Surveillance-a-service industry needs to be brought to the forefront

Here we go again: Another example of government surveillance involving Apple and Google’s smartphones has emerged, and it shows how sophisticated government-backed attacks can happen and why it makes sense to keep mobile platforms completely locked down.

What happened?

I don’t want to focus too much on the news, but in a nutshell:

  • Google’s Threat Analysis Group has released information on hacking.
  • The attack was carried out by the Italian surveillance agency RCS Labs.
  • The attack has been used in Italy and Kazakhstan and possibly elsewhere.
  • Some generations of attacks were carried out with the help of ISPs.
  • On iOS, attackers have misused Apple’s Enterprise Certification tool to enable in-house app installation.
  • About nine different attacks have been used.

The attack works like this: the target is sent a unique link whose goal is to trick them into downloading and installing a malicious app. In some cases, Spooks worked with an ISP to tactfully disable data connections to targets to download the app to restore that connection.

The zero-day exploits used in these attacks have been fixed by Apple. It has previously warned that bad actors are abusing its systems to allow businesses to distribute apps at home. The revelations are linked to recent news from Lookout Labs, an enterprise-grade Android spyware called Hermit.

What are the risks?

The problem here is that surveillance technology has been commercialized. This means that powers that were historically only available to the government are also being used by private contractors. And it represents a risk, as highly confidential tools can be leaked, exploited, re-engineered and misused.

As Google puts it: “Our searches underscore the extent to which commercial surveillance vendors have historically expanded the capabilities used by governments to develop and manage exploitation with only technical expertise. This makes the Internet less secure and threatens user-dependent trust.”

Not only that, these private surveillance agencies are enabling the spread of dangerous hacking tools, while providing governments with these high-tech snooping facilities – some of which appear to be spying on dissidents, journalists, political opponents and human rights activists.

An even bigger danger is that Google is already tracking at least 30 spyware manufacturers, suggesting that the commercial surveillance-a-services industry is strong. This means that it is now theoretically possible for even the least credible government to access the tools for such purposes – and given the many identified threats exploited by cybercriminals, it seems reasonable to assume that this is another income stream that encourages corruption. Research

What are the risks?

Problem: These close-to-ideal links between private surveillance and cybercrime entrepreneurs will not always work in one direction. These exploitations – of which at least some seem to be difficult enough to discover that only the government would have the resources to do so – will eventually be exposed.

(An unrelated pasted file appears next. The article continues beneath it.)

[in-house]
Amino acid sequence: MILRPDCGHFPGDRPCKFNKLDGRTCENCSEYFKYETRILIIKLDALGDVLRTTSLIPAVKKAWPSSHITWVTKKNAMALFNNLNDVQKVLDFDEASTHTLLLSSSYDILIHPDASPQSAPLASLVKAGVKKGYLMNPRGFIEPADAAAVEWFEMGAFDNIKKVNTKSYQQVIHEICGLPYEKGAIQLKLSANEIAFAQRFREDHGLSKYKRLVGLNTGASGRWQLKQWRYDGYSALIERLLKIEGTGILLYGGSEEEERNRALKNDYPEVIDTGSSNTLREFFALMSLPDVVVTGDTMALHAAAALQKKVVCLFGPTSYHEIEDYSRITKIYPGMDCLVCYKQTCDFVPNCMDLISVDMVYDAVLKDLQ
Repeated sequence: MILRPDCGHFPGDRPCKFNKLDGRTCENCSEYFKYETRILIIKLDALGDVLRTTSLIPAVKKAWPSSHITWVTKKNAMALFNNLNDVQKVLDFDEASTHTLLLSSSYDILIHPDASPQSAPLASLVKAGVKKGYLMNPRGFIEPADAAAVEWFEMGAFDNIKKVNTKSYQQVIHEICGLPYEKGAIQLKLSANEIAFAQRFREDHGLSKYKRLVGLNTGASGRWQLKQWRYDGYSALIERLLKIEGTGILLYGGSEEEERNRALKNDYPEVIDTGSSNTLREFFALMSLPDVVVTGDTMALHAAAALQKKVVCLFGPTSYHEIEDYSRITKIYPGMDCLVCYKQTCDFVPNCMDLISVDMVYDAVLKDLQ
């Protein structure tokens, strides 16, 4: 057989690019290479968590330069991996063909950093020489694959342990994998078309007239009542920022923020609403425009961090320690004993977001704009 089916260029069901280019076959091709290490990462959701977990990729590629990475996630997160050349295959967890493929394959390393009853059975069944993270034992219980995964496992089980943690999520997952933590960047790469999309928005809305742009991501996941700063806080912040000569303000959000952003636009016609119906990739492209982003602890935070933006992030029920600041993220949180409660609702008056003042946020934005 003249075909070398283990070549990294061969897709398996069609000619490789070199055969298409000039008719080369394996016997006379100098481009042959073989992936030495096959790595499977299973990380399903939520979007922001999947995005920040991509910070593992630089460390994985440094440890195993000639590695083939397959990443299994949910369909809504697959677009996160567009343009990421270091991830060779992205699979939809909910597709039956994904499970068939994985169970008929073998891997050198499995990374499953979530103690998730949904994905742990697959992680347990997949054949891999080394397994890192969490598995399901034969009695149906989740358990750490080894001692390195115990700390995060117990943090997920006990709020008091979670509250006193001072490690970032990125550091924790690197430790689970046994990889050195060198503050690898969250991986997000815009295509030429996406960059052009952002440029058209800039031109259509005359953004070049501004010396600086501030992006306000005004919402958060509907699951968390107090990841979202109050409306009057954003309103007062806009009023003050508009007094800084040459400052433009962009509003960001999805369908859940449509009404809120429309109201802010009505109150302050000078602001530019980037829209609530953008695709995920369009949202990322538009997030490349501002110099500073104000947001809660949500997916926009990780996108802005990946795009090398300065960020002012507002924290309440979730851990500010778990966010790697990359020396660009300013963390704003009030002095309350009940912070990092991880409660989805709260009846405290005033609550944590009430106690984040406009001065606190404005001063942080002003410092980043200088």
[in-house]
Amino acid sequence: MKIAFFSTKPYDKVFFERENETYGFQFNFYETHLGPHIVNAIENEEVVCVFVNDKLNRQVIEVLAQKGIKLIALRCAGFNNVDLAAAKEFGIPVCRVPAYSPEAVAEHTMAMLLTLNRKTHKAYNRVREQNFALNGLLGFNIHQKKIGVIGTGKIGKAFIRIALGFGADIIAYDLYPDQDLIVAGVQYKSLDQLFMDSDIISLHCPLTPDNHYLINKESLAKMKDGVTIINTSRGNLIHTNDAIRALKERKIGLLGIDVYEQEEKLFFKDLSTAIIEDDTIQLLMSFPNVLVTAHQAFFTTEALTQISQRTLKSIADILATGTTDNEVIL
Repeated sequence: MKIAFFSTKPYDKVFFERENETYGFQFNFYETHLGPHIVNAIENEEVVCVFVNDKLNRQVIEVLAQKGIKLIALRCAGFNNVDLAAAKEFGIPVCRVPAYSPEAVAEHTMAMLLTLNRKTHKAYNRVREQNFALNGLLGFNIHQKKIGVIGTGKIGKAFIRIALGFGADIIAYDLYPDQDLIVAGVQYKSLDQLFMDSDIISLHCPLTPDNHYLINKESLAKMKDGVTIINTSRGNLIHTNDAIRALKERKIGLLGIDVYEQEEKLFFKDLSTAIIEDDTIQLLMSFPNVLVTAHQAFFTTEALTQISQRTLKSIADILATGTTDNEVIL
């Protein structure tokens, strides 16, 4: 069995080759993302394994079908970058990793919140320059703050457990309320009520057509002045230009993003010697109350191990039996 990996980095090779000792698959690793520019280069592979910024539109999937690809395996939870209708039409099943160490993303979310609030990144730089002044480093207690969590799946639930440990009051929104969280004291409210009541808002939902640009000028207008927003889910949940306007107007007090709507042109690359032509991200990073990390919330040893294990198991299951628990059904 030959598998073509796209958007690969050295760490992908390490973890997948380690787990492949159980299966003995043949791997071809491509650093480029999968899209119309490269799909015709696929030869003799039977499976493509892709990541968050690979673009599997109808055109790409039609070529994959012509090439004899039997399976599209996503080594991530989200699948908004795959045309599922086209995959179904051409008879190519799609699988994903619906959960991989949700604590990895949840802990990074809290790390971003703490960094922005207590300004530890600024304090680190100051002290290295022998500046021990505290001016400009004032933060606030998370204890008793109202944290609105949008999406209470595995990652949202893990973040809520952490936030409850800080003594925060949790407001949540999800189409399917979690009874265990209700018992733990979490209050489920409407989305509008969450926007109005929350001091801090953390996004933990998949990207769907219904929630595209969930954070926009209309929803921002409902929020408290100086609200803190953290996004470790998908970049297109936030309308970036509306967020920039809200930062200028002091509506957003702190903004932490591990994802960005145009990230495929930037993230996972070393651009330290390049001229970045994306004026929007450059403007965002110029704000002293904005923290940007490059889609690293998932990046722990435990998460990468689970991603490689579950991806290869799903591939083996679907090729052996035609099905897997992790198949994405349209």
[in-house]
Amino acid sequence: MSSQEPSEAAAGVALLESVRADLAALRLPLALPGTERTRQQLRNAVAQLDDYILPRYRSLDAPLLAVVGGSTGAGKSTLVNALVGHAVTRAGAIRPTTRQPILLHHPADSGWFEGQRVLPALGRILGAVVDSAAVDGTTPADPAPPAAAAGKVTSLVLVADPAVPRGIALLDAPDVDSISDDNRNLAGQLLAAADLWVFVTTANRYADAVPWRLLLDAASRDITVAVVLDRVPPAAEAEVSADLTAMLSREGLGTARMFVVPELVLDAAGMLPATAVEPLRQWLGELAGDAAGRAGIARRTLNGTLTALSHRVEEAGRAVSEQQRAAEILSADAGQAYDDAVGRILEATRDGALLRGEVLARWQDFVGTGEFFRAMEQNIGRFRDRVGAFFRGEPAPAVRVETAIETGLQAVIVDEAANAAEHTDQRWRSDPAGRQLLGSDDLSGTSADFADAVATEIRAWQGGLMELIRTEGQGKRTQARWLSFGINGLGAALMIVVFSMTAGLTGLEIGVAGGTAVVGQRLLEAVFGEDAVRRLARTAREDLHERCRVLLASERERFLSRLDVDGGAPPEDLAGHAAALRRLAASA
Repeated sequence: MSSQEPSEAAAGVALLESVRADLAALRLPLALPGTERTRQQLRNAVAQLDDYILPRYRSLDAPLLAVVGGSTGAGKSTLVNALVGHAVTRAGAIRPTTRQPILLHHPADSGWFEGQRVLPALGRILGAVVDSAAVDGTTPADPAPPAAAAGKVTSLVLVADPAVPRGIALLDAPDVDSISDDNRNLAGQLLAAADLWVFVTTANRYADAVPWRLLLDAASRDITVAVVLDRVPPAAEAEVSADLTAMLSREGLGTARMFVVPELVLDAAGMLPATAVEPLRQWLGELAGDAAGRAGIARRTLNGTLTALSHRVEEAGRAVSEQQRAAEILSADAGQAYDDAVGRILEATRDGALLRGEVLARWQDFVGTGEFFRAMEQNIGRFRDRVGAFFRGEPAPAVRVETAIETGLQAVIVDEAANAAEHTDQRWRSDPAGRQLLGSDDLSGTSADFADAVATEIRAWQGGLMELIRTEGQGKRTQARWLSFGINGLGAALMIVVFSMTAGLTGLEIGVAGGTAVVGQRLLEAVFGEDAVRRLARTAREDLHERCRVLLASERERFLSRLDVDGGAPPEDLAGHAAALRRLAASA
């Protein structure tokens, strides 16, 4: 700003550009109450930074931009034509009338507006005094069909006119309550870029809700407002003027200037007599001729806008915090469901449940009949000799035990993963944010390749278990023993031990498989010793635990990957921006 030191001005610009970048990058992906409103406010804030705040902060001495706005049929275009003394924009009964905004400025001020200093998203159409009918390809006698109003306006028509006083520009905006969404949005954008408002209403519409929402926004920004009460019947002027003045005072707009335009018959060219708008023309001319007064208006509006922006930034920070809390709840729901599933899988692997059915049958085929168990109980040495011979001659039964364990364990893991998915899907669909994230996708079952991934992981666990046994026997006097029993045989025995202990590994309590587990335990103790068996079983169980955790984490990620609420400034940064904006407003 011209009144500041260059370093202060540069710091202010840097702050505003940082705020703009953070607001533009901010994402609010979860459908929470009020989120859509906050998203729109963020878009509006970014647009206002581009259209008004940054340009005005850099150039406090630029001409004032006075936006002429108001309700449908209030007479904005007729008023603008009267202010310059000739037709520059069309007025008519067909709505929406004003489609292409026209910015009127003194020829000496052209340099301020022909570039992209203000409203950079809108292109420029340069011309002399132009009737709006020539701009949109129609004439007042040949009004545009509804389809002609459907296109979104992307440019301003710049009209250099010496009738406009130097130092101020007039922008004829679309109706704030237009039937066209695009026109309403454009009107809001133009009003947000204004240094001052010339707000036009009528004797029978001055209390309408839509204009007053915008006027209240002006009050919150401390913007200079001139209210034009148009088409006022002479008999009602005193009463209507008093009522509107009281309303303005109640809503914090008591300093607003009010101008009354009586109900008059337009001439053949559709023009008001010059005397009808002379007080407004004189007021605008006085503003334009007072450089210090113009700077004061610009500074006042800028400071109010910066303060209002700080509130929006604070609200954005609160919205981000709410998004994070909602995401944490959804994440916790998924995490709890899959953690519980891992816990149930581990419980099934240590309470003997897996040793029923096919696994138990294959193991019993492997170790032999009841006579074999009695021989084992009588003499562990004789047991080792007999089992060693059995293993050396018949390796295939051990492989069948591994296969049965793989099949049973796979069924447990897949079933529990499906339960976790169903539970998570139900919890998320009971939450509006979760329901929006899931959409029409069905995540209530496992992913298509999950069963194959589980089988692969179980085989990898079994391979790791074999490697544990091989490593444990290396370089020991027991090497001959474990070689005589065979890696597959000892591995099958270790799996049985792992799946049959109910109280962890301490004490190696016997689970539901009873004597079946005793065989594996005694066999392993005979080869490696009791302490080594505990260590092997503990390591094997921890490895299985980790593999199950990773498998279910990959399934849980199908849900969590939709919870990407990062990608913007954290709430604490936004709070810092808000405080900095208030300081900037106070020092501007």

And while Apple, Google, and everyone else are committed to a cat-and-mouse game to stop this kind of crime, stop exploiting wherever they can, the risk is that any government-directed backdoor or device security flaws will eventually go commercial. The market, from where it will reach the criminals.

Europe’s data protection regulator warns: “Revelations about Pegasus spyware have raised very serious questions about fundamental rights and especially the potential impact of modern spyware tools on privacy and data protection rights.”

It goes without saying that there are no valid reasons for safety research. Errors exist in any system, and we need to motivate people to identify them; Without the efforts of various security researchers, security updates would not exist at all. Apple pays up to six-figure researchers to identify vulnerabilities in their systems.

What happens next?

The European Union’s data protection supervisor earlier this year called for a ban on the NSO Group’s use of the infamous Pegasus software. In fact, the call went further, directly seeking a “ban on the development and deployment of spyware with Pegasus capabilities.”

NSO Group is now apparently up for sale.

The EU further states that if such exploitation is used in exceptional circumstances, organizations such as the NSO should be subject to regulatory supervision for such use. As part of this, they must respect EU law, judicial review, the right to criminal proceedings, and agree not to import illegal intelligence, the political abuse of national security, and to support civil society.

In other words, these companies need to be brought to the line.

What can you do

Since its announcement about the NSO Group last year, Apple has released the following best practice recommendations to help mitigate against such risks.

  • Update devices with the latest software, including the latest security fixes.
  • Secure device with a passcode.
  • Use two-factor authentication and a strong password for Apple ID.
  • Install the app from the App Store.
  • Use strong and unique passwords online.
  • Do not click on links or attachments from unknown senders.

Follow me TwitterOr join me on AppleHolic’s bar & grill and Apple discussion group on MeWe.

Copyright © 2022 IDG Communications, Inc.

Leave a Reply

Your email address will not be published.